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Edward Tian, a 22-year-old Toronto resident, was working furiously on a technology to identify ChatGPT abuse. The native of Etobicoke, who is majoring in computer science at Princeton University, has spent the previous several years researching GPT-3, an AI system that, like ChatGPT, generates language that is human-like.

In late November, when ChatGPT became available to the general public, Tian experimented with the technology with his pals.

Teachers began to worry that their pupils would turn in writings produced by a machine and that they would not be able to verify suspicions. This high level of expertise raised alarm bells for them. Tian saw this right away as well.

Fortunately, he had some free time over the Christmas break, so he sat down at a coffee shop in Etobicoke to take action. The end product is GPTZero, a programme that can determine whether or not anything was created by a person or a computer.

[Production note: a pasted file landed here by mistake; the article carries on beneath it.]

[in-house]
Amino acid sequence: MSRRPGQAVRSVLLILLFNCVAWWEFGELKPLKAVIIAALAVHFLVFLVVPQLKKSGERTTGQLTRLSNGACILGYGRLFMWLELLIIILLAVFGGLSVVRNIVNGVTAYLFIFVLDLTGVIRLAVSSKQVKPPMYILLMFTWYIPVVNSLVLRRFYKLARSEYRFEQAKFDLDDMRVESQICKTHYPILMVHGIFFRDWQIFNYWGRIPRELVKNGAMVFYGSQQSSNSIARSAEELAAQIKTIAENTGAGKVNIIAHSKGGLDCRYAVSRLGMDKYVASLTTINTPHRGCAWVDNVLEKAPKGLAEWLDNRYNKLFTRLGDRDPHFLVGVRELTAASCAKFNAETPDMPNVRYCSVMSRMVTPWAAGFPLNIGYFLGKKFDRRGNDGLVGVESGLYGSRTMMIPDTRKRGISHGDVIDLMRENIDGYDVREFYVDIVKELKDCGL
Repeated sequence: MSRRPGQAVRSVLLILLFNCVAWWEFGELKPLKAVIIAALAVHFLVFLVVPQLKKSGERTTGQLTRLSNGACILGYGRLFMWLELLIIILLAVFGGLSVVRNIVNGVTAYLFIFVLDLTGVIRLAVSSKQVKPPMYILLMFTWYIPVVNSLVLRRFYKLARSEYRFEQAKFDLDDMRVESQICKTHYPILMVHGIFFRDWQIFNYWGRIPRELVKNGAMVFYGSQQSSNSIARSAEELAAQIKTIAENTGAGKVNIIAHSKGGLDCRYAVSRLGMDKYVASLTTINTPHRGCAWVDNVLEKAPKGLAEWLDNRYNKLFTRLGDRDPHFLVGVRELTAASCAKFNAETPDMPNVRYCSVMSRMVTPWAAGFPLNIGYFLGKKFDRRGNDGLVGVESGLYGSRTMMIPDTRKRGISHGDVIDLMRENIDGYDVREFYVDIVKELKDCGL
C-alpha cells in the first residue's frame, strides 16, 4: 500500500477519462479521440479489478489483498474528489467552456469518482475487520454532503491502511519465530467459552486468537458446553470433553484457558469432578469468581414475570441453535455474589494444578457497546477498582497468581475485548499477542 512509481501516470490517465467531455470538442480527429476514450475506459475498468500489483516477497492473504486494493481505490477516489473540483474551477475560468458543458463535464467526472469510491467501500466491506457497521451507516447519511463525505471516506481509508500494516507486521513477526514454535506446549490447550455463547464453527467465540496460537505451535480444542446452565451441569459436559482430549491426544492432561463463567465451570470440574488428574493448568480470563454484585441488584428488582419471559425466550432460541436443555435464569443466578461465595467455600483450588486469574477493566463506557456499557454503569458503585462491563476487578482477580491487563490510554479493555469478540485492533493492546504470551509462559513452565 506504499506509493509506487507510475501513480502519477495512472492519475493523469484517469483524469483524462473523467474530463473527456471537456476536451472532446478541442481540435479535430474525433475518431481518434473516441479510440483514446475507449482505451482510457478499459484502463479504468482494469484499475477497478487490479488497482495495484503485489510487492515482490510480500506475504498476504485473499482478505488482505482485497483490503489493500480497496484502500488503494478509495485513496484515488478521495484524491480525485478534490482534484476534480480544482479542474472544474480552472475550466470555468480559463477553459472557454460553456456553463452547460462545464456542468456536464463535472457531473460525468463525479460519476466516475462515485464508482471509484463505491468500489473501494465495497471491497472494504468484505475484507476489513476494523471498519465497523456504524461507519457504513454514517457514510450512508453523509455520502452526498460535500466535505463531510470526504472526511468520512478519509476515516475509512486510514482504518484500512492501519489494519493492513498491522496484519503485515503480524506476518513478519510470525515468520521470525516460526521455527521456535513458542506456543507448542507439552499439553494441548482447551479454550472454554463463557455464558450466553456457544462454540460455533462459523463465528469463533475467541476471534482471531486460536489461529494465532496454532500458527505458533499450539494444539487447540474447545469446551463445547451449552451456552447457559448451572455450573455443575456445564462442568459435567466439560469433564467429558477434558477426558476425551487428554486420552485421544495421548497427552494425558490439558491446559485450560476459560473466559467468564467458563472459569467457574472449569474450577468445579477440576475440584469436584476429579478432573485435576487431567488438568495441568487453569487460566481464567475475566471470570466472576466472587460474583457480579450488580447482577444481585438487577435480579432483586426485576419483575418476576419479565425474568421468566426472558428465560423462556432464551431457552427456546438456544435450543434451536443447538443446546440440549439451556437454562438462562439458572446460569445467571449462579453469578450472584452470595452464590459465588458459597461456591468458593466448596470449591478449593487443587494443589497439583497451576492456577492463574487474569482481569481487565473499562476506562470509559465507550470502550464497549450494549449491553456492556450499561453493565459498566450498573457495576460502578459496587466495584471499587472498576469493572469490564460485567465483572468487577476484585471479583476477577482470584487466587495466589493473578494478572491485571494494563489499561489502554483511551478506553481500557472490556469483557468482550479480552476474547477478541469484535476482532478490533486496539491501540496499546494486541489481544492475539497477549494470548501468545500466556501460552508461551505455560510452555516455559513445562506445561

A user first copies and pastes content into the application. An assessment that gauges the writing’s complexity, inventiveness, and variety starts. The text was either produced by ChatGPT or a person, according to the score that GPTZero then returns.

The app became live on January 3. On Twitter, more than 7 million people watched it and more than 300,000 individuals attempted it. Teachers found that GPTZero was particularly effective at determining whether or not their pupils were actually writing their papers. Currently, Tian is creating a technology that is intended especially for teachers. There are currently 33,000 instructors on the waiting list for the product.